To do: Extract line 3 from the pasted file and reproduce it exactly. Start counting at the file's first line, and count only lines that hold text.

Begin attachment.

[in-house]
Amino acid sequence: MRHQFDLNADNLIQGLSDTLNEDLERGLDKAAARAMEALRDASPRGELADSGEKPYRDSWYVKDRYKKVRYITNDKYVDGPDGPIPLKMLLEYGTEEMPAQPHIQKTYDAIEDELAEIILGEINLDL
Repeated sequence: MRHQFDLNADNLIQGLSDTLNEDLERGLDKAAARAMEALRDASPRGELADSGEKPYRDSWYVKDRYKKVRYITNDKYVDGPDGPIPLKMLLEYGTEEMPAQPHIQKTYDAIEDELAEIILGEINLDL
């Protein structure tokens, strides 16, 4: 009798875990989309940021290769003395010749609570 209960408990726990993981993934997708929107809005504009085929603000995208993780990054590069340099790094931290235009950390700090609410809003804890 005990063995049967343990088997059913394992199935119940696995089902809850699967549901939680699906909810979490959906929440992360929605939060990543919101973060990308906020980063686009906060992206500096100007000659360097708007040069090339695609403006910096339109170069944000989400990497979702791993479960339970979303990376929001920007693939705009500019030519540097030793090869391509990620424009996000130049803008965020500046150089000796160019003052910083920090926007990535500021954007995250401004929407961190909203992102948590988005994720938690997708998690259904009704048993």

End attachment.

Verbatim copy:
Repeated sequence: MRHQFDLNADNLIQGLSDTLNEDLERGLDKAAARAMEALRDASPRGELADSGEKPYRDSWYVKDRYKKVRYITNDKYVDGPDGPIPLKMLLEYGTEEMPAQPHIQKTYDAIEDELAEIILGEINLDL